Year in review: Memorable students, longtime friends and more
Finding five top stories each year is never really easy. But here's a stab at what stories meant the most to me in 2010.
When I first visited with the Destination Imagination team JAM2K - Ali Grebner, Marcia Pacheo, Jeanna Gallswyk, Kelli Emmer and Katie Aaron - we were just doing a cute little story on how this group of girls has done the Destination Imagination challenge for the past several years and how they had qualified for Global competition. Again.
JAM2K has been a team since the girls were in fourth grade, though a few of them have been together since they were in second grade. In their time as a team, the girls qualified for Global Finals three times.
At first, I just talked to the girls while they were preparing for Global Finals. Since they'd been working together on DI for so long, I thought it would be cool to do a story about these girls and why they're so successful as a team.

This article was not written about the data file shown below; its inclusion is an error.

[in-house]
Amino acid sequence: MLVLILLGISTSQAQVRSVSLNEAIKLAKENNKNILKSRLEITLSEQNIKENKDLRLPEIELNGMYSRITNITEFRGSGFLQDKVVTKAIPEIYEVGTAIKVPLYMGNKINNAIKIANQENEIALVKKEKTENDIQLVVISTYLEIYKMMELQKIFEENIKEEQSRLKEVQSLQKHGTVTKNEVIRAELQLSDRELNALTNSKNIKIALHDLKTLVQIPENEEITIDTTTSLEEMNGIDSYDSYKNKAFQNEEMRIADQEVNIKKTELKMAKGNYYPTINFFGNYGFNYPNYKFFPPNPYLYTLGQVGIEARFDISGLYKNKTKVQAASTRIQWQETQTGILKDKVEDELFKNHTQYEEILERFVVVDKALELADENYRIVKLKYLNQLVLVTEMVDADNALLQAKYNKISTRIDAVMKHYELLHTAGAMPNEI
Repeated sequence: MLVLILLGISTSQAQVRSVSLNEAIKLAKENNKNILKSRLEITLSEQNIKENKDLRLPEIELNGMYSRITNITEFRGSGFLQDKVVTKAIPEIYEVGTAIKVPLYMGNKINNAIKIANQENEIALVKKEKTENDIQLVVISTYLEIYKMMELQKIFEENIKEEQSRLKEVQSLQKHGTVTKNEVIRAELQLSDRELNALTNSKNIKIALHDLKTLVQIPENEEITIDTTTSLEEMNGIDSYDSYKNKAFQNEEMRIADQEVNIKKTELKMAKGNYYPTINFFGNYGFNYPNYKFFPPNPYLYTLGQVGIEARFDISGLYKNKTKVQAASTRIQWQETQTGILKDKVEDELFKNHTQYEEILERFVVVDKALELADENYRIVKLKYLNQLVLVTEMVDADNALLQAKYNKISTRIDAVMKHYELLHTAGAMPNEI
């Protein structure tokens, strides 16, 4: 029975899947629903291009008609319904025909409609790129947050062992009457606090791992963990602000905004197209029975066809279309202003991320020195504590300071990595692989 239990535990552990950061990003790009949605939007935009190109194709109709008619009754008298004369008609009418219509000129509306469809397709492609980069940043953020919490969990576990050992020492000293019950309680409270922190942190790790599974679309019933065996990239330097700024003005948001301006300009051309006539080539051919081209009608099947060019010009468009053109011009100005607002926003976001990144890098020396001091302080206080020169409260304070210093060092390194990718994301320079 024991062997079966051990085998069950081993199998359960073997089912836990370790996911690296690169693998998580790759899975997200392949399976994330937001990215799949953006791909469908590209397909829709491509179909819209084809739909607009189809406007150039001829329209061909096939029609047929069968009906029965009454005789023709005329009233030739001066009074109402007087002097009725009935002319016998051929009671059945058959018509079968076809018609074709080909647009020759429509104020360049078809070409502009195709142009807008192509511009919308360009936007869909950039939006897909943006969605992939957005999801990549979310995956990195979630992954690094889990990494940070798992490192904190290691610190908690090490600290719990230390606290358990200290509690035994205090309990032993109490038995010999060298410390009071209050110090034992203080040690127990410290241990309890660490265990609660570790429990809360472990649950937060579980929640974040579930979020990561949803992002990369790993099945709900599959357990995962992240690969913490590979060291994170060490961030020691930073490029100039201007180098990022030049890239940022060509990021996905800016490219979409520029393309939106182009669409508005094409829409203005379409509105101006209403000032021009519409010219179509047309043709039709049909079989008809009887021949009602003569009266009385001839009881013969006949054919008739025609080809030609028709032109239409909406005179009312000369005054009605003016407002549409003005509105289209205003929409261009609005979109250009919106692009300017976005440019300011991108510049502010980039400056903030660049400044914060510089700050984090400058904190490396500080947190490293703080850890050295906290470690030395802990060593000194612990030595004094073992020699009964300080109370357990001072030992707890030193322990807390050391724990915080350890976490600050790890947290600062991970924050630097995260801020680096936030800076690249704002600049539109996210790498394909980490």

"We mesh well together, so it's fun," Aaron said at the time. "And I just love how funny we are."
It turned out the judges in Tennessee loved how funny they were, too. The team earned 236 out of a possible 300 points, which put them at the top of the 68 teams that had qualified for Globals.
I just saw the girls bagging groceries at Cub Foods on Wednesday night. It turns out they're gearing up for another year of Destination Imagination, already working to raise some more money, just in case they have to make another trip to Tennessee this spring.
A funny thing happens when you've worked in a community for 16 years. You become a part of it. You make friends. You get used to being able to see and talk to certain people, and you know they'll always have a smile for you.